Getting Better Prices
Answered by: Richard Alan Miller
Question from: Donna Gibbs
Posted on: November 5, 1998

My brother in law digs and dries herbs for a living and he was wondering how to go about selling his herbs at a better price than he is getting now. Can you give me any information on how to go about selling his roots -- ginseng, black cohosh, etc.? He constantly asks me to go on the internet and find out something but I really don’t know how except to ask you since you are the one who came up on the herbs.com.

Marketing herbs is always a mystery, even to me. Looking for better prices often means he is selling to a local broker, rather than some of the larger buyers. Quantity is always a factor. If you are selling only several pounds, from a weekend’s effort, then you are limited to the local buyer who is going to give you minimum wage for your effort.

If you can harvest more than 400 pounds, then you may be able to sell to a regional wholesaler, one who might give you 20% more for your effort. Again, when you can harvest 2,000 pounds (or more), then you can go direct to the primary buyers. Those different lists are given in my book The Potential of Herbs As A Cash Crop.

I wanted to go into the pharmaceutical markets and upgrade my mailing list. I did this by going into the People’s Yellow Pages, a specific search engine dedicated to specific types of businesses. It take time identifying the various categories, but the list I received for just the State of California was more than 250 potential buyers. Of course, marketing Ginseng and Black Cohosh Root is limited to specific users, not all of which may buy at the time you want to sell.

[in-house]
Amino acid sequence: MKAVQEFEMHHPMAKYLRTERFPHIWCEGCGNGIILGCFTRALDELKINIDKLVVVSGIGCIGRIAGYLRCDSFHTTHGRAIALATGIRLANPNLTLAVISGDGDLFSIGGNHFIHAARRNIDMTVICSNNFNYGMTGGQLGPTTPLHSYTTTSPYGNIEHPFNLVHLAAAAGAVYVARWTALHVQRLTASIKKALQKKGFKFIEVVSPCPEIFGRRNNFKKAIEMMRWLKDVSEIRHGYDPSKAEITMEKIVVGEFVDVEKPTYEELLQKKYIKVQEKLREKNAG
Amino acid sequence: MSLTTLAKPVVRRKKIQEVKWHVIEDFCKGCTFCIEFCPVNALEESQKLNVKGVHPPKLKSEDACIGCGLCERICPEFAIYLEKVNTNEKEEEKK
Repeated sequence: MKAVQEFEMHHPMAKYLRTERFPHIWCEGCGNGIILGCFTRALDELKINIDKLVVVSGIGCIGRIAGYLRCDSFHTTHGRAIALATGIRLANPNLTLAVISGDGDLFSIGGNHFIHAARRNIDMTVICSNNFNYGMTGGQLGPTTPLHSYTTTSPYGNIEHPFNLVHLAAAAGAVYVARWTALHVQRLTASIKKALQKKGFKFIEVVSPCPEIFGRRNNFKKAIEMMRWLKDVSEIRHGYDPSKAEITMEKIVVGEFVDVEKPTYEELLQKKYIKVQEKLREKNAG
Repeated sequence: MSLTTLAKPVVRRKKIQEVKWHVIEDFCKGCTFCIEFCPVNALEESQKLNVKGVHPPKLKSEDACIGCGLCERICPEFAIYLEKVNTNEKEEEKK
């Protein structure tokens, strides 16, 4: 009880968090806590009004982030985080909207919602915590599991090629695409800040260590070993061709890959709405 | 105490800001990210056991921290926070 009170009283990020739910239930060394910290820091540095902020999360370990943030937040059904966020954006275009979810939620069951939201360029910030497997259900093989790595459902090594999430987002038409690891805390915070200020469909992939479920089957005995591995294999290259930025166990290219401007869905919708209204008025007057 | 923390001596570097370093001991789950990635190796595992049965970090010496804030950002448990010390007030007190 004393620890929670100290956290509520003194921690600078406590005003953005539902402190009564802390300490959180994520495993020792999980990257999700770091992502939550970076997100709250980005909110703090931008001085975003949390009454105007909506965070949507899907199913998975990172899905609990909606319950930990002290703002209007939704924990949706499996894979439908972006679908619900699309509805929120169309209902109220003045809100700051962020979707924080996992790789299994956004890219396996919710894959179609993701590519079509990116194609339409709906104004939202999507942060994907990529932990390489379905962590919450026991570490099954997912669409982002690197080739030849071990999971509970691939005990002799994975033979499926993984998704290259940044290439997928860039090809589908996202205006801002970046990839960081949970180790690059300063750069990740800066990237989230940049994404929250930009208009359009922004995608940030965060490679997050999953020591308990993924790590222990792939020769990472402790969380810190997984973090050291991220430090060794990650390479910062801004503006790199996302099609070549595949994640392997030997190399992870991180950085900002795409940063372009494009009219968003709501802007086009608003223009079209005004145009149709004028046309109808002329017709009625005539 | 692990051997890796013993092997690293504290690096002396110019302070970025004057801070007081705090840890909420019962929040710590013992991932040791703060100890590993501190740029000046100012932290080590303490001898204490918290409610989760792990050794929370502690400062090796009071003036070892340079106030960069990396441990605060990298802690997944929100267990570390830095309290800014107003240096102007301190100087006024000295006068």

I guess I need more information on what he is currently receiving for his effort. It may be that the price he receives is "as good as it gets," realizing that most wildcrafters are not earning more than $150/day with most crops. The larger buyers have set up controls to limit this aspect, and thereby assure themselves of better profits.

When competition existed for these roots and barks, wages were more evenly normalized and foraging was a good way to make a living. As many went out of business, the larger wildcraft buyers took control and limited those incomes for their own profits. As a forager, he might try to organize the local and regional harvests to somehow leverage better pricing to the forager.

Also, adding some form of process (i.e. C/S) to the root might also add to whom he might be able to sell his efforts. Many of the Regional Wholesale houses will pay extra not to have to then mill it into a form that is required for marketing. Beyond that, finding a broker to represent his efforts may be the only way he can be assured he is receiving a fair income price for his efforts.

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